It has occurred to me that there are so many “experts” about Parkinson’s disease who don’t live with Parkinson’s on a daily basis. Why is there a deficit in recognizing that those living with Parkinson’s can be just as knowledgeable as those who study it? It’s a question that might sting a little, but who are the experts on living with Parkinson’s?
It’s wonderful to hear from psychologists, neurologists, and researchers, but overall, when the dust settles and the conferences end, who would you rather hear from? Who knows more about how to express their work of art, the artist or the critic? I think most of us would agree that the artist knows what they want to express while the critic is merely the interpreter who conveys their own perspective.
The newly diagnosed person with Parkinson’s and the one in denial are not yet experts, but that doesn’t mean that they can’t once be one. I don’t claim to be an expert but longevity with illness provides lessons whether you ask for them or not.
Join me, Karl Robb and my guest host, Angela Robb, as we answer questions and discuss issues impacting Parkinson’s disease(PD) patients, caregivers/care-partners, and those who want more information about living well with PD. Thanks to Robert Rodgers (www.parkinsonsrecovery.com) for the chance to guest host. Feel free to submit a question before the web show by logging into the web link and password below or phone your questions in live with the provided information and code below, on the day of the show (Sunday, December 9, 2012 at 5:00 PM Eastern Standard or 2:00 PM Pacific)
See the online and phone information below for show details:
Online Event password: karl2012
Primary dial in number: (206) 402-0100
Secondary dial in number: (323) 476-3672
Dial in password: 200414#
We live in a world of faster is better: food-service, information and news, data/technology, and most everything else. In a society expecting speed and instant gratification, someone with Parkinson’s disease (PD) or any neurological disorder is at a distinct disadvantage. When time is considered money and faster is better, the individual with PD suffers because he or she may lack the ability to move into fifth gear. What the person with PD does receive is the opportunity and challenge of learning true patience and the ability to learn to live in the moment.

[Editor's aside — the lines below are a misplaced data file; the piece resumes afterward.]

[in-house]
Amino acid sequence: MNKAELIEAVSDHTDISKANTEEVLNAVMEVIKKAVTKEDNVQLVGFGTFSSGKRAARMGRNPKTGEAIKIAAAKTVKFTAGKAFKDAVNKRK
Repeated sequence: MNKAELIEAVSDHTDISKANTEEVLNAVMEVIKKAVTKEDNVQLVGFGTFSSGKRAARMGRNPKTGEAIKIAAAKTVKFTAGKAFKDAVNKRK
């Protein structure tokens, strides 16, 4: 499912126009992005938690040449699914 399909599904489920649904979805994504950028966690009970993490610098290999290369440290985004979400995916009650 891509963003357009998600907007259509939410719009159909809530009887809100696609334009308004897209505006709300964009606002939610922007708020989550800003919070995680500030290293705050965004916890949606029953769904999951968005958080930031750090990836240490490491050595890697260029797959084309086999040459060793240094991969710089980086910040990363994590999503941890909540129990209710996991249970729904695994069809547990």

Part of living with PD is the act of acceptance. This does not mean that you don’t continue to seek bettering yourself and finding therapies, but it means accepting that you are different and finding comfort in your own skin. Finding the balance in one’s life is a constant challenge. When illness is involved, if not put into perspective, can compound the stress and anxiety of basic daily living.
Coming to grips with your illness may take time and effort. In many cases it may seem impossible, but it isn’t. Seek out the part of you that is able to navigate the inner workings of your mind, body, and soul (spirit) to realize that this is a challenge, but one that you can meet. We are stronger and more capable than we know. Adversity can bring out the very best in us and release strengths that we forgot we ever had. Part of accepting an illness is keeping up the necessary search for relief and bettering oneself through proper nutrition, exercise, medical care, good drug management, and willingness to explore non-invasive complimentary therapies that may potentially improve one’s condition. An open and flexible mind may serve you well in seeking answers and solutions concerning your condition.
Support groups are just a place for people to commiserate and belly ache, or at least that was what I thought they were. I had attended a group for a year or so, but inconsistently, for that very reason. I was finding that meeting with the group was having the opposite effect of what I had hoped to achieve. My intention for going to these groups was to learn, to be inspired, and to come away with a better strategy of how I might live my life with Parkinson’s Disease. Rarely, did I get that satisfaction. I don’t blame the leader or the group, the meeting just wasn’t ran that way and the patients in the group weren’t in a place for my type of meeting.
Some support groups are instant successes and others may take delicate pruning. The support group is an ever evolving entity as it rotates new as well as older members. I have seen Parkinson’s Disease support group members range from the ages of 25 to 75 years of age. A support group binds everyone in that meeting for one unified purpose that transcends all cultural or social labels. Rich or poor, famous or not, each of us is there to learn, share, educate, laugh, strategize, congregate, and gain a new perspective.
My vision for a support group came from what I selfishly needed. I wanted to develop a safe and welcoming environment where the group felt comfortable to be at ease enough for 2 hours to be themselves. I saw this support group as an opportunity to develop true meaningful dialogue between patients and even carepartners. I take great joy and no credit for the amazing transitions that I continuously see in members. Once quiet members who kept to themselves or who had little or nothing to say, now take the initiative to embrace new members in need and are always willing to add thoughtful and meaningful commentary. Watching the group grow and take shape has been a labor of love.
I must admit, I think the group is 8 years old but it could be slightly older. On the evening of our inaugural meeting, my wife, Angela, and I had no idea how many people to expect. It was a cold damp March night and I was sure no one would come. Much to my amazement, one couple showed up and I am so proud to say that they are our dearest of friends and remain in our support group after all this time.